SFO charges former Serco directors with fraud
Two former directors at public services company Serco have been charged over an alleged scandal involving the electronic tagging of criminals.
Former finance director of Serco Home Affairs Nicholas Woods and Simon Marshall, its former operations director of field services, have been charged with fraud by false representation and false accounting. Mr Woods has been additionally charged with false accounting in relation to the 2011 statutory accounts of the company’s subsidiary Serco Geografix Ltd (SGL).
In July this year, SGL was fined £19.2 million over its electronic monitoring contract with the Ministry of Justice (MoJ) after an investigation by the Serious Fraud Office (SFO). It followed claims that Serco had charged the Government for electronically monitoring offenders who were allegedly either dead, in jail or had left the country.
The SFO said Mr Woods and Mr Marshall had both been “charged with fraud by false representation and false accounting in relation to representations made to the MoJ between 2011 and 2013”.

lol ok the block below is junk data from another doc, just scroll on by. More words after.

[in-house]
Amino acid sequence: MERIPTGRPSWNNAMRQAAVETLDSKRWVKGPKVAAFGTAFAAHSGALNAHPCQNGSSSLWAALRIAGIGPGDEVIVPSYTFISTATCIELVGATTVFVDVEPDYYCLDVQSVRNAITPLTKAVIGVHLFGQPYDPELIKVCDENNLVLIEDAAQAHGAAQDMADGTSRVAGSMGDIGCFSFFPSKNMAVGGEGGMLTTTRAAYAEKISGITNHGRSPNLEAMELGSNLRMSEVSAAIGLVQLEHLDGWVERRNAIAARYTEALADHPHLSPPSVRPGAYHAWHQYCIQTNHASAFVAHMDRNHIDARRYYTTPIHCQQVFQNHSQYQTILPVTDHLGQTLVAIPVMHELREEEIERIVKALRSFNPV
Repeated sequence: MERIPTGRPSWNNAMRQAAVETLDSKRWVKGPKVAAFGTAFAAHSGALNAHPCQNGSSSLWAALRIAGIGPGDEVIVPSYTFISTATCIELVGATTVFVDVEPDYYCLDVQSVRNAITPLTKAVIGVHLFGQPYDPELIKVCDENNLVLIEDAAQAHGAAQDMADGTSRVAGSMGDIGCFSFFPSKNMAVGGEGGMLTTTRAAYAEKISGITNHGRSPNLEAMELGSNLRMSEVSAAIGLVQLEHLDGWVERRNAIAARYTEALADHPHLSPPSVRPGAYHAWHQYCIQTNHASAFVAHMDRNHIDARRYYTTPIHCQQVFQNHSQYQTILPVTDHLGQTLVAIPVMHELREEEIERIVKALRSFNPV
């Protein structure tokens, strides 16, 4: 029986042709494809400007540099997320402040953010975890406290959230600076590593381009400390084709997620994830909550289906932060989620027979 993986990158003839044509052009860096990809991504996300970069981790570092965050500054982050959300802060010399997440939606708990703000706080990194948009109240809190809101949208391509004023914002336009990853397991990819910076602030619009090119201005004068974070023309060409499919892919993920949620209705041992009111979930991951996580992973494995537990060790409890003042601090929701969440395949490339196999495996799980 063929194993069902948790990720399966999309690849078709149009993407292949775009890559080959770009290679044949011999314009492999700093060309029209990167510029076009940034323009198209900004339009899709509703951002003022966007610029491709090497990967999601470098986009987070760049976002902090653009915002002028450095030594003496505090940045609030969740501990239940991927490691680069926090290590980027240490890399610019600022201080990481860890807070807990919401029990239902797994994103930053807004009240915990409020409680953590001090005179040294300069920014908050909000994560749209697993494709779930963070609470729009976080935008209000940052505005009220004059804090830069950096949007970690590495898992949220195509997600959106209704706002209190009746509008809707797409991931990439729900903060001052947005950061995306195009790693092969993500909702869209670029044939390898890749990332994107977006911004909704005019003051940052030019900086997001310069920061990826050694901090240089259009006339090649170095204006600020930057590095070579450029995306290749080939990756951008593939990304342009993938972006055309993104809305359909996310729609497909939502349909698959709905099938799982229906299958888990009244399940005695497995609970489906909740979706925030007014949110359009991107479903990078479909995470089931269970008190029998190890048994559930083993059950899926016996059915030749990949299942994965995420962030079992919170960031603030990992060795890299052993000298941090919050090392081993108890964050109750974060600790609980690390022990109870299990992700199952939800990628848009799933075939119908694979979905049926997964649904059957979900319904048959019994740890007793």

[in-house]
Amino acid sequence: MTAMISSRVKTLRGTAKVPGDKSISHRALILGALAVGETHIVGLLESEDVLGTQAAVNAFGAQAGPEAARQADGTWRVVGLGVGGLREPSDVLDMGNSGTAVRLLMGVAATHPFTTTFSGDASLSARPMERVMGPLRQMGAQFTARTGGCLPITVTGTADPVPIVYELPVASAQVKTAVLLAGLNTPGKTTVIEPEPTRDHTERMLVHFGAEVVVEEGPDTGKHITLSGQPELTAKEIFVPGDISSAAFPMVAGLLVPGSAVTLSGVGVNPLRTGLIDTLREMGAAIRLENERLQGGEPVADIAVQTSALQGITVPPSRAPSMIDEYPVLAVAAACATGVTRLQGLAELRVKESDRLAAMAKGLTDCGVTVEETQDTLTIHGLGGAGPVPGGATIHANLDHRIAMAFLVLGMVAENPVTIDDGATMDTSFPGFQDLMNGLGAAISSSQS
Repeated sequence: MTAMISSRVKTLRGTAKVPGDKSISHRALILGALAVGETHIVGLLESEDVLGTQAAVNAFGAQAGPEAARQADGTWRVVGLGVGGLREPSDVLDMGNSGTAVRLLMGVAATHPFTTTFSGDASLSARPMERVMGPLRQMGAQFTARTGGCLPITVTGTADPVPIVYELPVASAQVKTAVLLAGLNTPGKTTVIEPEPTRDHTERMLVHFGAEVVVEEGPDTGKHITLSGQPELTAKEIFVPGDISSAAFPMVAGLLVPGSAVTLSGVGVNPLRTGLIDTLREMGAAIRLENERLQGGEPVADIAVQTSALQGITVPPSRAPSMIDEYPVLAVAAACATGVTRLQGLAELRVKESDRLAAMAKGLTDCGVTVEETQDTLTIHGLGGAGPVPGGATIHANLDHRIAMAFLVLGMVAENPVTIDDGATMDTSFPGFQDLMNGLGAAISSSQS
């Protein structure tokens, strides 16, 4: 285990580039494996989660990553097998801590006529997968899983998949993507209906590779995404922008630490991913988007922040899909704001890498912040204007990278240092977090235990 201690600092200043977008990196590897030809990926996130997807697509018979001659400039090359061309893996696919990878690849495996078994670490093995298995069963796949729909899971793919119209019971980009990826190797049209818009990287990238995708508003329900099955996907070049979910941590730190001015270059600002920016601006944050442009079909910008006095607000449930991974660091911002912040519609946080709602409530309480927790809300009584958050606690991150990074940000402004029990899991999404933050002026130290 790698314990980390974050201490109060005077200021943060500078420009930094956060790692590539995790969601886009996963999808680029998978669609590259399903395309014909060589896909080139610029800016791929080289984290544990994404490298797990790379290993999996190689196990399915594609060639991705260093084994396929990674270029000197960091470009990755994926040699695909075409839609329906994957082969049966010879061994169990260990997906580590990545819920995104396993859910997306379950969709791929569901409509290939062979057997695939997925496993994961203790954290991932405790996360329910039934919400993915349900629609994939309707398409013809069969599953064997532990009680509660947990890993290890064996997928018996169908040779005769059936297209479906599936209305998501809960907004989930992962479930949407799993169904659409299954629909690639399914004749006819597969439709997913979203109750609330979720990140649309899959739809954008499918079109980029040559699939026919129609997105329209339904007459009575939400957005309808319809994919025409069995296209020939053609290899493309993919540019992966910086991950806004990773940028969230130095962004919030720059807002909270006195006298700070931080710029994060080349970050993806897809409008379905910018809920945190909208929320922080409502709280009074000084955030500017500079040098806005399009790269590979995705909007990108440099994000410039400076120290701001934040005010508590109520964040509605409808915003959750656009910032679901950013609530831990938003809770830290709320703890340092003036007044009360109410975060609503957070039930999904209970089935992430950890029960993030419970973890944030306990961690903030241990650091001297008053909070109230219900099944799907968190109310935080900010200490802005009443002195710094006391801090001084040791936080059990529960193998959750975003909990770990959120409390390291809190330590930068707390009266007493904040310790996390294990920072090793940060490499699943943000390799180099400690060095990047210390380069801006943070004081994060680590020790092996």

It added: “This follows the SFO’s completion of a deferred prosecution agreement (DPA) with Serco Group subsidiary SGL, which was approved by Mr Justice William Davis on July 4, 2019.
“Under the terms of the DPA, SGL was ordered to pay a financial penalty of £19.2 million, and the full amount of the SFO’s investigative costs (£3.7 million). This is in addition to the £12.8 million compensation already paid by Serco to the MoJ as part of a £70 million civil settlement in 2013.
“The DPA was also accompanied by an undertaking in which Serco Group, SGL’s parent company, agrees to ongoing cooperation with the SFO and other law enforcement and regulatory authorities, reporting evidence of fraud by itself or related companies and individuals, any necessary strengthening of its group-wide ethics and compliance functions, and annual reporting on its group-wide assurance programme.
“The investigation remains active and we are unable to comment further at this time.”
Serco’s contract with the MoJ for the electronic tagging of criminals ended in late 2013.